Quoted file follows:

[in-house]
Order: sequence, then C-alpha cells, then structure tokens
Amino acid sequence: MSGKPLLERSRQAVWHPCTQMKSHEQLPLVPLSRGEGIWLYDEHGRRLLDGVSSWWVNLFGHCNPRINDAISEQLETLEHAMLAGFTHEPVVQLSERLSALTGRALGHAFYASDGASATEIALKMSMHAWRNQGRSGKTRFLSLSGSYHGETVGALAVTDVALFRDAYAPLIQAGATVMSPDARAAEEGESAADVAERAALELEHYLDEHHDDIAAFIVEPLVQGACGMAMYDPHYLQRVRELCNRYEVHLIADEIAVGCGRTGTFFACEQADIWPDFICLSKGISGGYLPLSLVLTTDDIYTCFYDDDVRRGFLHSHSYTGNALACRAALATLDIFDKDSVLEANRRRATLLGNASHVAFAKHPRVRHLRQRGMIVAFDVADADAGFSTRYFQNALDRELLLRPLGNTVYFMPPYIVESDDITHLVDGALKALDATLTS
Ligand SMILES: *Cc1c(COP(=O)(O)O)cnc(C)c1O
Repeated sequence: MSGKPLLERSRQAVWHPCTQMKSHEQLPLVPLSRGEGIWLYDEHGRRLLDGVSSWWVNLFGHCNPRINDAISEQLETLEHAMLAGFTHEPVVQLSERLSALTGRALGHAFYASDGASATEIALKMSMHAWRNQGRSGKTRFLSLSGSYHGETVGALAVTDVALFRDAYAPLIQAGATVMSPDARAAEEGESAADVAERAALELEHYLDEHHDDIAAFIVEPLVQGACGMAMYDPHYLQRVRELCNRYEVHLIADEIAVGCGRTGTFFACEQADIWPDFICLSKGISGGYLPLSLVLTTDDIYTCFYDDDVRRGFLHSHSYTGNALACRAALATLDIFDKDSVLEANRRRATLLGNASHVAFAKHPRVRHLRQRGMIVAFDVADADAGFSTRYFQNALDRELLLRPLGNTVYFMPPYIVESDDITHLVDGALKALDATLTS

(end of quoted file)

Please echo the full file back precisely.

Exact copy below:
[in-house]
Order: sequence, then C-alpha cells, then structure tokens
Amino acid sequence: MSGKPLLERSRQAVWHPCTQMKSHEQLPLVPLSRGEGIWLYDEHGRRLLDGVSSWWVNLFGHCNPRINDAISEQLETLEHAMLAGFTHEPVVQLSERLSALTGRALGHAFYASDGASATEIALKMSMHAWRNQGRSGKTRFLSLSGSYHGETVGALAVTDVALFRDAYAPLIQAGATVMSPDARAAEEGESAADVAERAALELEHYLDEHHDDIAAFIVEPLVQGACGMAMYDPHYLQRVRELCNRYEVHLIADEIAVGCGRTGTFFACEQADIWPDFICLSKGISGGYLPLSLVLTTDDIYTCFYDDDVRRGFLHSHSYTGNALACRAALATLDIFDKDSVLEANRRRATLLGNASHVAFAKHPRVRHLRQRGMIVAFDVADADAGFSTRYFQNALDRELLLRPLGNTVYFMPPYIVESDDITHLVDGALKALDATLTS
Ligand SMILES: *Cc1c(COP(=O)(O)O)cnc(C)c1O
Repeated sequence: MSGKPLLERSRQAVWHPCTQMKSHEQLPLVPLSRGEGIWLYDEHGRRLLDGVSSWWVNLFGHCNPRINDAISEQLETLEHAMLAGFTHEPVVQLSERLSALTGRALGHAFYASDGASATEIALKMSMHAWRNQGRSGKTRFLSLSGSYHGETVGALAVTDVALFRDAYAPLIQAGATVMSPDARAAEEGESAADVAERAALELEHYLDEHHDDIAAFIVEPLVQGACGMAMYDPHYLQRVRELCNRYEVHLIADEIAVGCGRTGTFFACEQADIWPDFICLSKGISGGYLPLSLVLTTDDIYTCFYDDDVRRGFLHSHSYTGNALACRAALATLDIFDKDSVLEANRRRATLLGNASHVAFAKHPRVRHLRQRGMIVAFDVADADAGFSTRYFQNALDRELLLRPLGNTVYFMPPYIVESDDITHLVDGALKALDATLTS